Village in Indonesia Has an Unlikely Energy Supply: Tofu

May 18, 2016 05:24 AM EDT

For villagers living in distant towns in Indonesia, cooking and heating homes can be a problem. And it may take a week before resources like wood and gasoline reach the household.

But villagers in Kalisari village in the island of Java in Indonesia found an alternative source of cheap, renewable energy: tofu.

Around 150 small tofu businesses in Kalisari village started the pioneering green movement of converting wastewater from their production floors into clean-burning biogas. And villagers can access this clean fuel anytime through a switch.

"The advantages are huge, because we produce the gas with waste," Waroh, a tofu producer, told AFP.

While most common renewable energy projects use traditional sources like solar or wind, the Kalisari renewable energy is among those taking a more original approach. Other projects include getting energy from sorghum production or pig waste.

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According to experts, harnessing power from unconventional sources like tofu holds enormous potential in Indonesia as this energy-hungry country has been relying on fossil fuels. The local government hopes that the gas will soon power lights in the village as well, as bigger digester tanks are being built to produce more biogas.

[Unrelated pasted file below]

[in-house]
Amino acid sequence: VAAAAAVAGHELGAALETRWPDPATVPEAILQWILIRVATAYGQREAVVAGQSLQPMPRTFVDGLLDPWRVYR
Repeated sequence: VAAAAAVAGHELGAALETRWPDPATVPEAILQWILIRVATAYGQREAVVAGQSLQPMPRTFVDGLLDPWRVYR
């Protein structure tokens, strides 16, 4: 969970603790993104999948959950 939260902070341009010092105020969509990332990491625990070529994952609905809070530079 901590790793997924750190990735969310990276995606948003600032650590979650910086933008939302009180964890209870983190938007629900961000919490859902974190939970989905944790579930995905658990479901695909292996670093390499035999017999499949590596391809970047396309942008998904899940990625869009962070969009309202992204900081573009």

Another major benefit of this project is that it keeps the wastewater from tofu production from polluting the environment. Before there were digester tanks, wastewater used to be pumped into the nearby rivers, which contaminates the waterways and the rice fields.

Indonesia is one of the world's largest greenhouse gas emitters. But the Indonesian government has committed to sourcing 25% of the country's energy from renewable sources by 2025.

This is just one of the small-scale initiatives taking place in Indonesia, and though they can't entirely meet the target, they are still making a huge contribution.

Indonesia has thousands of tofu producers. The government says that if this renewable energy project will roll out nationwide, over 56,000 tons of fossil fuels will be replaced by biogas every year.

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